What did Jesus bless? What was the object of his thanksgiving? Although 1 Corinthians 10:16 refers to “the cup of thanksgiving for which we give thanks,” it appears that the blessing, the thanksgiving at the Lord’s Supper, is directed at God, not a goblet.
This certainly fits the historical context. At the Passover meal, Jews prayed, “Blessed are you, O Lord our God, king of the universe, who brings forth bread from the earth. Blessed are you, O Lord our God, king of the universe, who creates the fruit of the vine.”
At the Eucharist our thoughts must be focused on God, creator and redeemer, according to whose mercy his Son died for us.
Sacrament—Focused on Self
The term sacrament also offers an important insight into the nature of the Lord’s Supper. It comes from the Latin word sacramentum, the pledge of loyalty a Roman soldier made to the emperor. Legionnaires took the oath upon entering military service and eventually were asked to renew their vow annually.
This concept may illuminate Paul’s instruction in 1 Corinthians 11:28, where he asks his readers to “examine” themselves. The Greek word translated examine suggests a positive process by which we identify the evidences of our loyalty to the Lord (our faith) and identify the evidences of our disloyalty (our sins). So Communion becomes the perfect context not only for repenting of past acts (confession of sins) but for renewing our pledge of allegiance to our Lord and Leader (confession of faith).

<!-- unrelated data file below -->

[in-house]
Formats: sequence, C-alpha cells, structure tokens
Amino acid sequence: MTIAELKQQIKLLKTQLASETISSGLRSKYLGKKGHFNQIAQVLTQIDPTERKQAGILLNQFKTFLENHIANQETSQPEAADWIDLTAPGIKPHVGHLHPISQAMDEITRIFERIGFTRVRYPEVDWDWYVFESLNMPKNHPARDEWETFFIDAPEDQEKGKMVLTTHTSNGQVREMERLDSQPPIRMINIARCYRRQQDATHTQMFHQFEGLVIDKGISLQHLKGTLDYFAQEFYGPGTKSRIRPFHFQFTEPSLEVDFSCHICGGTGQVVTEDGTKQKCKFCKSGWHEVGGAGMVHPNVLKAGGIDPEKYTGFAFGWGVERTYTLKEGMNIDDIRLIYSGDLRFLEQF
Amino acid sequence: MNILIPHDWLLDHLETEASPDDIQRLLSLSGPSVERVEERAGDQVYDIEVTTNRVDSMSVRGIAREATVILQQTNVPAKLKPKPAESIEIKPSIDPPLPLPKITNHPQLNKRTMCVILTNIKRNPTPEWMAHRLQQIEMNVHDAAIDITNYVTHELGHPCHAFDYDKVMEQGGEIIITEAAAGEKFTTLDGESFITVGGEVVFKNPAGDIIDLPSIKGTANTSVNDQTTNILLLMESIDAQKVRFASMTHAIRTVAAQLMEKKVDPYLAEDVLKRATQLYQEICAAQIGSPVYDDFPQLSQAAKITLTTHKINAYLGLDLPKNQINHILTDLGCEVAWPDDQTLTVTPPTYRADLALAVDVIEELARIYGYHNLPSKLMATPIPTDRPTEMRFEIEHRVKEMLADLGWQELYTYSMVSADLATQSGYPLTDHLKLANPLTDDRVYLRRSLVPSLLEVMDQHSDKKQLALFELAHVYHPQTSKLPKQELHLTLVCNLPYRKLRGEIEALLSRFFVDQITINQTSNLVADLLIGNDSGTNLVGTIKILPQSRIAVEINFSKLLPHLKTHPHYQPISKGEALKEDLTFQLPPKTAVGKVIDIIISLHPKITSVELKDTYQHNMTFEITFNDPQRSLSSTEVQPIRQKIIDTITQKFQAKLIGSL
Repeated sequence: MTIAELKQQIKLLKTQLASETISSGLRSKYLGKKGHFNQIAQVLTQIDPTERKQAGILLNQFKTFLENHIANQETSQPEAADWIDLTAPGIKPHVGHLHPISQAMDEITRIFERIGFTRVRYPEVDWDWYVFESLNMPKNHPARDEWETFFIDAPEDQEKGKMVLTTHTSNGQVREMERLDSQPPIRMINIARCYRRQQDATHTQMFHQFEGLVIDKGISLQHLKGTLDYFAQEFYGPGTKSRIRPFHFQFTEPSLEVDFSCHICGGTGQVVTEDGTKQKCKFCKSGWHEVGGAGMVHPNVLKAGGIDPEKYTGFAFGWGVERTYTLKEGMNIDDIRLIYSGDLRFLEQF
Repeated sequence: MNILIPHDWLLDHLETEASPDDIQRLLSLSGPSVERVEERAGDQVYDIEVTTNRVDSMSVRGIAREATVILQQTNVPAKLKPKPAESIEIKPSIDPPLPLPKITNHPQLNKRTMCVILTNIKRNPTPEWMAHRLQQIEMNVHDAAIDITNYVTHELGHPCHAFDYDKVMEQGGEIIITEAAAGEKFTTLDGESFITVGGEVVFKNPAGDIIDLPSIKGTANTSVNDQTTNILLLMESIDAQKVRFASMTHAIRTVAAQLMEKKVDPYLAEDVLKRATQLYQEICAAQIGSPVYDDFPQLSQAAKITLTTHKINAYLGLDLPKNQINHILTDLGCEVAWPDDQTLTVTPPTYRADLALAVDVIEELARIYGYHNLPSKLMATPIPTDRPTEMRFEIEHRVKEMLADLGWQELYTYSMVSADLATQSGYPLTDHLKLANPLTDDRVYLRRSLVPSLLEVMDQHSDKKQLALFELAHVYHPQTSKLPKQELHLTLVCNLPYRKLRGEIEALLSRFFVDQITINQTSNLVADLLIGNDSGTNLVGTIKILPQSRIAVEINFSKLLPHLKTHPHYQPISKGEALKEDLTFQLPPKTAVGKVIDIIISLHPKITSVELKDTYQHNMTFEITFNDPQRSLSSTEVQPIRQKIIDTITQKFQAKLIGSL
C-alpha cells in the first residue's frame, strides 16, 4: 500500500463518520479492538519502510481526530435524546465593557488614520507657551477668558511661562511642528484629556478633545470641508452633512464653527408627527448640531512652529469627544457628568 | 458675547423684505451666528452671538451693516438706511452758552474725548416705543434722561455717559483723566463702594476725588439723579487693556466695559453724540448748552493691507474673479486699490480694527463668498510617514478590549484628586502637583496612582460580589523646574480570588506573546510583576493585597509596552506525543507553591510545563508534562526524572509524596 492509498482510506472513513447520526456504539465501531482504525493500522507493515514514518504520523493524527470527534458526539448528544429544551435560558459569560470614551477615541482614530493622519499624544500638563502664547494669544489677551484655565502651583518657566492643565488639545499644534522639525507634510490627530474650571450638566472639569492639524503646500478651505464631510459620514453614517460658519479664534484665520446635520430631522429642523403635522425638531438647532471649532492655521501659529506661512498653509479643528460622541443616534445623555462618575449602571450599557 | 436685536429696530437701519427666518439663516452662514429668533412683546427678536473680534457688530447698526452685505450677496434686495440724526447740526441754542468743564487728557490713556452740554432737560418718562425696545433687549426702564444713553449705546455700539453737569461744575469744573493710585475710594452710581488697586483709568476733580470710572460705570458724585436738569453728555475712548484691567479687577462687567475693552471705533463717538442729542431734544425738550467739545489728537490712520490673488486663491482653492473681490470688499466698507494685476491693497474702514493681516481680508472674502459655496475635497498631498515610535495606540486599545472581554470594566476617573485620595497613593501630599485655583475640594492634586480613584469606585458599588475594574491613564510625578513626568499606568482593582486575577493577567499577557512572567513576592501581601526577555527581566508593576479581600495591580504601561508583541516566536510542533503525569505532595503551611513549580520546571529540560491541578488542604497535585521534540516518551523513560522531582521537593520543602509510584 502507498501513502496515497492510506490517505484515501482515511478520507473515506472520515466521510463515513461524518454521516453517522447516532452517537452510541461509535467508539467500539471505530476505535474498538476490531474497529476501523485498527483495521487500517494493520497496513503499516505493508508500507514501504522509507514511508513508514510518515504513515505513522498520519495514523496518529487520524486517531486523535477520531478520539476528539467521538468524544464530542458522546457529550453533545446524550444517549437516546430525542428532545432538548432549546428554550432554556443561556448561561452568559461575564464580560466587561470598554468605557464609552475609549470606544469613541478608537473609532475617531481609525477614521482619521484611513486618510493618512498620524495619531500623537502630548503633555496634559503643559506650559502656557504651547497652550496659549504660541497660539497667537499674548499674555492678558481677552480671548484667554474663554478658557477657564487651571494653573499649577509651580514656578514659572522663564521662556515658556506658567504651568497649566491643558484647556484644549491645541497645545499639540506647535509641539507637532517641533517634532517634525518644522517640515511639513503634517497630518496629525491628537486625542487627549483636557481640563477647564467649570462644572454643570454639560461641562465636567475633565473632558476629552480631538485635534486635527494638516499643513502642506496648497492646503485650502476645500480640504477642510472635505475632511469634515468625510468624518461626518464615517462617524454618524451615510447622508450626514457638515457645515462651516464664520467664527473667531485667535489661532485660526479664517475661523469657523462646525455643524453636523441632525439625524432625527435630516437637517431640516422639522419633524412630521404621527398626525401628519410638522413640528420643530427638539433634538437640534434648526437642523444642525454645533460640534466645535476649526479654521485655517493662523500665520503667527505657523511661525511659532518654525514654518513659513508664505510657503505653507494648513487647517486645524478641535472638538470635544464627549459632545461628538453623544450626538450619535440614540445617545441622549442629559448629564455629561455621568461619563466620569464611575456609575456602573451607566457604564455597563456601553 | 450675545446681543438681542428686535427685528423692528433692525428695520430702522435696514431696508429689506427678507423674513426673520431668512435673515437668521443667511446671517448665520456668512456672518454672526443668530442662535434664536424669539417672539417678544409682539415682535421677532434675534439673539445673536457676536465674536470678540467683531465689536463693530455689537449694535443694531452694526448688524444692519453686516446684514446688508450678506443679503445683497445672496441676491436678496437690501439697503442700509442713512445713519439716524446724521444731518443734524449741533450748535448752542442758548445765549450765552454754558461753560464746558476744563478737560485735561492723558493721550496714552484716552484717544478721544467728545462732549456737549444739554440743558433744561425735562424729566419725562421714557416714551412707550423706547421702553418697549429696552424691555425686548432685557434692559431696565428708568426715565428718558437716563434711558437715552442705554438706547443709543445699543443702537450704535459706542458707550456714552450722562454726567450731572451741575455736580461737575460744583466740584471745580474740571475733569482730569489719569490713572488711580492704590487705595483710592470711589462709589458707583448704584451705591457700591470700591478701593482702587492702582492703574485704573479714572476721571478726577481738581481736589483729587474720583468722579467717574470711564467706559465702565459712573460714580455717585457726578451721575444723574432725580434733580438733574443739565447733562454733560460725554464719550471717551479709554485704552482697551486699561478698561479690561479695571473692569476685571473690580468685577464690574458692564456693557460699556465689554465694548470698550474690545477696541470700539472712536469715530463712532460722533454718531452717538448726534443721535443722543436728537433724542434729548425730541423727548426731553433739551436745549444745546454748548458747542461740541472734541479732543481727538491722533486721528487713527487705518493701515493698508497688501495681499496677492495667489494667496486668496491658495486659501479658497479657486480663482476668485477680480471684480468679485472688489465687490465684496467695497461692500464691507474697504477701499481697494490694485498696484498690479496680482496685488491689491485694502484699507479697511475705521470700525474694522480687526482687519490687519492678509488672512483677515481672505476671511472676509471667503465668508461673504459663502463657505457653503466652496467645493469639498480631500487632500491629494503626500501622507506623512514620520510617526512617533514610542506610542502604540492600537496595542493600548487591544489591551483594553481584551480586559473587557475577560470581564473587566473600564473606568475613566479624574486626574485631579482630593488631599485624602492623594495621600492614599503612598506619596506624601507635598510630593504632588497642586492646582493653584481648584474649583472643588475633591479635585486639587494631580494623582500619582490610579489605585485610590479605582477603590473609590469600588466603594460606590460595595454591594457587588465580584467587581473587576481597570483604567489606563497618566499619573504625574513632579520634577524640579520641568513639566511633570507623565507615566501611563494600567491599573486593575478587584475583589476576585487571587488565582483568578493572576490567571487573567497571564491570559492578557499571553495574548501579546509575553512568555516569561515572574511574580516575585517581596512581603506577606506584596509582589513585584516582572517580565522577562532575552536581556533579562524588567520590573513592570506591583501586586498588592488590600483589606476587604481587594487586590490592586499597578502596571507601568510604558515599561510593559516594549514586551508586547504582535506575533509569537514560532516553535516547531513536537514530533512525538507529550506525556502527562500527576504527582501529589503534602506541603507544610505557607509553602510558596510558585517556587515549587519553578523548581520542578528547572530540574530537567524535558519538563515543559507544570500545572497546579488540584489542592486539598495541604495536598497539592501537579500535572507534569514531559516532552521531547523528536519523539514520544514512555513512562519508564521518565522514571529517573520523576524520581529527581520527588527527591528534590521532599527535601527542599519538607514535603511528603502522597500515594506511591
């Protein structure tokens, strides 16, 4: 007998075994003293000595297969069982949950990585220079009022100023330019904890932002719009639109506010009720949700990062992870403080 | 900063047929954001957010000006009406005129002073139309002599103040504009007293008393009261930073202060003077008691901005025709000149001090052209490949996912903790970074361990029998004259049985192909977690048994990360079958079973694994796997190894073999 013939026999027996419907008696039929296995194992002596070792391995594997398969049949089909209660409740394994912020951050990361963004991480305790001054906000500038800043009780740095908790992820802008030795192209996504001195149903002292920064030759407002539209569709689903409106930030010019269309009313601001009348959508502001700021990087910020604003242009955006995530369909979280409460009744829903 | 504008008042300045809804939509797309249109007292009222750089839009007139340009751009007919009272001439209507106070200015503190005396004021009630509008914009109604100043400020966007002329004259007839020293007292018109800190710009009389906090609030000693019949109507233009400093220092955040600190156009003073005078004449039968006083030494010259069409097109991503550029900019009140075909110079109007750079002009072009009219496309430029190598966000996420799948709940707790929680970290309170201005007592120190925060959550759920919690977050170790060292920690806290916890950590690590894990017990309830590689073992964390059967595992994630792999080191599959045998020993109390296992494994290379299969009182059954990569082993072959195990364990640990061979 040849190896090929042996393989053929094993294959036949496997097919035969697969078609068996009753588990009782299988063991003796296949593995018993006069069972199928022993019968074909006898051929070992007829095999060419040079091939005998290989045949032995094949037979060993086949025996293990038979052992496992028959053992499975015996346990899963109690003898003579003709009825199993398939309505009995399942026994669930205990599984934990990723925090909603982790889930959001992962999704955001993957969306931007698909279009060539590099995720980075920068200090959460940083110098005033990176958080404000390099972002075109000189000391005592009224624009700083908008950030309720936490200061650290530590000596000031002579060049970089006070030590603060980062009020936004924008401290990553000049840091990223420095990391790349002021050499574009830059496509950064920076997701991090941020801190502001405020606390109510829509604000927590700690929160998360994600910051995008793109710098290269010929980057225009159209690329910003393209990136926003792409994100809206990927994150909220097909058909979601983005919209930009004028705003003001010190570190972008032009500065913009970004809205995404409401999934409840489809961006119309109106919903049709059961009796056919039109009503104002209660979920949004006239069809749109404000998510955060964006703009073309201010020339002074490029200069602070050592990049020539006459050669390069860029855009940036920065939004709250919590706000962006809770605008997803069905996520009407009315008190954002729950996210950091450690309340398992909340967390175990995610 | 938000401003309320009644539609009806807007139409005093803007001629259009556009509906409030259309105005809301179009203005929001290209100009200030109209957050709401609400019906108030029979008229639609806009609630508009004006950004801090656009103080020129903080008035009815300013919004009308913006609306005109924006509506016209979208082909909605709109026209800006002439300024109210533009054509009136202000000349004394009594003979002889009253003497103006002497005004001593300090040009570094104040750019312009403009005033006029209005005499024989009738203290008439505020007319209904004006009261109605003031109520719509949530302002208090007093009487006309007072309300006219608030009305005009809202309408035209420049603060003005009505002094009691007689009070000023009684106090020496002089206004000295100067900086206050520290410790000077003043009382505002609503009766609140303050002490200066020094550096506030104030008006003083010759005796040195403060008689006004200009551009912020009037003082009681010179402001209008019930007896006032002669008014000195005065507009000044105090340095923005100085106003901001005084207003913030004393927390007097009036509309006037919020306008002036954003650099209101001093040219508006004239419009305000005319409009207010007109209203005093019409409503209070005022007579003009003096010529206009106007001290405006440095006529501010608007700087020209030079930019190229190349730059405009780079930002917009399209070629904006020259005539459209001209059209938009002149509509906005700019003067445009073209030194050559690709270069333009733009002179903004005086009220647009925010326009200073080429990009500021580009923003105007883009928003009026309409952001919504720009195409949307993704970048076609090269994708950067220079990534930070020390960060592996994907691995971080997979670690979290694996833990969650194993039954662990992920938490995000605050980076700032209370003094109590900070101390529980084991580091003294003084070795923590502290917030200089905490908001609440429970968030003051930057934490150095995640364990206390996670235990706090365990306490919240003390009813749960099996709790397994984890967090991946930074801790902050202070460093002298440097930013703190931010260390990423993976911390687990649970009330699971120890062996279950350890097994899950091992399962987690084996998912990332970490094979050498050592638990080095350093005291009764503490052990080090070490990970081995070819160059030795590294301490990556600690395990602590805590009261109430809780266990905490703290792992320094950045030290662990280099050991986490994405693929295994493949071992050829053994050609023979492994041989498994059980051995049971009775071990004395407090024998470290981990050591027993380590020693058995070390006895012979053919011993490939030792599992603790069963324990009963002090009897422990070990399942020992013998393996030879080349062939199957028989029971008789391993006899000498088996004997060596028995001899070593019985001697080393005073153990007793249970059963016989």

So When You Come Together to Eat . . .
How might our practice of the Lord’s Supper signal its centrality in our worship? How might our conduct at the meal maintain its multiple foci? Readers are no doubt already celebrating Communion in ways that highlight these concepts, but here are some other possibilities.
• To fix our focus on Christ, we could (1) read the “words of institution,” Christ’s words at the last supper, reminding us of Christ’s body, Christ’s blood, and Christ’s death; (2) actually break the loaf and pour the cup to recall Christ’s actions; (3) project a video or art slides depicting the crucifixion; or (4) sing songs that highlight Christ’s sacrificial death (“Were You There?” “O Sacred Head Now Wounded”).